Laura Rochte, School Library Media Specialist
With the Olympic theme blaring approximately fifty students make their way into the Mount Vernon Middle School Library for the 3rd Annual Seventh Grade Olympiad. The library has been transformed into a space fit for a contest of wills. With high ceilings, lots of natural light, and ample floor space, it can easily accommodate any activity. School librarian and Artemis, Laura Rochte, quickly divides the students into the Athena and Aphrodite teams. Each team is named for their respective seventh grade social studies teacher. The students are filled with anticipation over this year’s impending contest that will require skills of dexterity, accuracy, and knowledge. ESL teacher Jeremy Ketterman presides as Poseidon and welcomes the Athena and Aphrodite heroes. Olympian Bean Bag Toss (aka corn hole) is the first contest. The finer points of Olympian Bean Bag Toss are explained by teacher April Thompson dressed as Aphrodite. Within minutes bean bags are flying through the air. Heroes are urged on by Athena, Aphrodite, Artemis, and Poseidon as they yell “Go, go, go.” One girl calls out, “Mrs. Thompson, I got one.” “Yeah you got one,” announces one teacher. All around students are cheering each other on.. The tallies are counted and Athena’s team takes it.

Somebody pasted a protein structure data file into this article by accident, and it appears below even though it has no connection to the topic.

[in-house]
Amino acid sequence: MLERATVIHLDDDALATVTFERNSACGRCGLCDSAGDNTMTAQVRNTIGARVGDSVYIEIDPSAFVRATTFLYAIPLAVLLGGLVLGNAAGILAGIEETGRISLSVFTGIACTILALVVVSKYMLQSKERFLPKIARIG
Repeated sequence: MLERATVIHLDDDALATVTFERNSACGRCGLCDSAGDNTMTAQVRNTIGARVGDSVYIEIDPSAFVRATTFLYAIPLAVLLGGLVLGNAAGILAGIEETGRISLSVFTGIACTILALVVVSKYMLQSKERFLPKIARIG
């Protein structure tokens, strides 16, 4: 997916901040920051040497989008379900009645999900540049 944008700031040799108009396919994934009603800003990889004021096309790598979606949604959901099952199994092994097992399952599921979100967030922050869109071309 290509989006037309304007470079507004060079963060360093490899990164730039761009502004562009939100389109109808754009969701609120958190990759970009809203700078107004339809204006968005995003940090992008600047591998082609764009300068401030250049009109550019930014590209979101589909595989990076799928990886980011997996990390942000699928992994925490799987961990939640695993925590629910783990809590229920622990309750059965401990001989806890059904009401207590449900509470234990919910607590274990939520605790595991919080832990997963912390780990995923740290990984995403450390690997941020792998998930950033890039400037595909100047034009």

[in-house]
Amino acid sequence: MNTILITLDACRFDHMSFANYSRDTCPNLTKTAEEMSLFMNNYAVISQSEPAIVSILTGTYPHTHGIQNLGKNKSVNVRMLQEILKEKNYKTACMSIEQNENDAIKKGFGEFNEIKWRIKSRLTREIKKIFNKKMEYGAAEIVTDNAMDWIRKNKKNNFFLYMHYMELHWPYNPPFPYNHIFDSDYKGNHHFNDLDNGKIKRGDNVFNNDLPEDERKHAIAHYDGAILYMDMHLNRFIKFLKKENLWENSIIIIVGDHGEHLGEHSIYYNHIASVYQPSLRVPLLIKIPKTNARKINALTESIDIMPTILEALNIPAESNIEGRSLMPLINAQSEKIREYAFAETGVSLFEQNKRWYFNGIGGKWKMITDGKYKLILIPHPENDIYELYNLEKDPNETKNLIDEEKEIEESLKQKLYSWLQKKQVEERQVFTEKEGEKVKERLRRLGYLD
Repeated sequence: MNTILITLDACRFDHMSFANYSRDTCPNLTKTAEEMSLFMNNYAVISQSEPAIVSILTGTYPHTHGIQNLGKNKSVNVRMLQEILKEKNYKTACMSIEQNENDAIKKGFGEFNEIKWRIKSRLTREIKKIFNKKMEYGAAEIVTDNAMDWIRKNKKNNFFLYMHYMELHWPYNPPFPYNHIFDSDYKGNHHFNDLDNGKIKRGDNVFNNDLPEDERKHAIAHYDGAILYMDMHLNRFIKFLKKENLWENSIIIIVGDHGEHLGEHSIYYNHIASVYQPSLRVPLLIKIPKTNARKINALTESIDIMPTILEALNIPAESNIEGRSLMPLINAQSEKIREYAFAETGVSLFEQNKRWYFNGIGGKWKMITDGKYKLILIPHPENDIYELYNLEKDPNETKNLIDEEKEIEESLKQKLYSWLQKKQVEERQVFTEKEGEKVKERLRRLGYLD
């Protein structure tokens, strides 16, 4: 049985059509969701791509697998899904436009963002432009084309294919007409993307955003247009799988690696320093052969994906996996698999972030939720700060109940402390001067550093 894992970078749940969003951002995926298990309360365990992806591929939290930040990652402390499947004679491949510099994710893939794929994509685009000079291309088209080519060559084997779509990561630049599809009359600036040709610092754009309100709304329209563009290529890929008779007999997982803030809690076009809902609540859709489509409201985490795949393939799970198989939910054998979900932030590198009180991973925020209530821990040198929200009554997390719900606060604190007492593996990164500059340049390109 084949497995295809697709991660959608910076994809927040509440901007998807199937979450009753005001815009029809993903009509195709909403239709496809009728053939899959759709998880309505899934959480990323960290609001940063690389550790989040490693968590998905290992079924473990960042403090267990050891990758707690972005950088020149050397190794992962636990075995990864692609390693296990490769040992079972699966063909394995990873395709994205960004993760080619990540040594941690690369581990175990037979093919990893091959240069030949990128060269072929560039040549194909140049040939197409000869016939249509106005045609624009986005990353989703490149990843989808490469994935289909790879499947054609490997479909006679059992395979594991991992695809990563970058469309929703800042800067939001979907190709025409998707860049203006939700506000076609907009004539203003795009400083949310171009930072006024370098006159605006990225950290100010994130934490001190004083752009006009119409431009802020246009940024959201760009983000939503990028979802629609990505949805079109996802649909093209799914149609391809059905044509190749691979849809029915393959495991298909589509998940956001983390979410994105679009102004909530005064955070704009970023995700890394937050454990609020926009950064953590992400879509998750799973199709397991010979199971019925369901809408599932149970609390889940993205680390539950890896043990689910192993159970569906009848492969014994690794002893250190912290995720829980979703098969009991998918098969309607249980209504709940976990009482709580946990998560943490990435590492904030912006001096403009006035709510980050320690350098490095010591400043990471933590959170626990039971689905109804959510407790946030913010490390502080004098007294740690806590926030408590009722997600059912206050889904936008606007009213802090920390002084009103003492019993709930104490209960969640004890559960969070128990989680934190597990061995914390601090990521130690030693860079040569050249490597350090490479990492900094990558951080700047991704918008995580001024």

Poseidon calls for the heroes’ attention as the second contest of wills is explained. In Olympian Ladder Golf, the heroes are divided into two teams. Standing behind a line the hero standing at the head of the line must pitch two colored balls connected by an elastic toward the white ladder. Poseidon instructs the heroes not to retrieve the balls from the ladder; that, he announces, will be performed by Poseidon, Aphrodite, Athena and Artemis. Poseidon informs the heroes that if they try to retrieve the balls from the ladder, he will turn them into squids! Much laughter and giggling ensues. Each hero has an opportunity to fling the colored balls toward the ladder – some hit the wall, some tap the window, and some land on the floor. Lots of hooping and hollering as Artemis yells one minute left. The tallies are counted and Athena’s team takes it.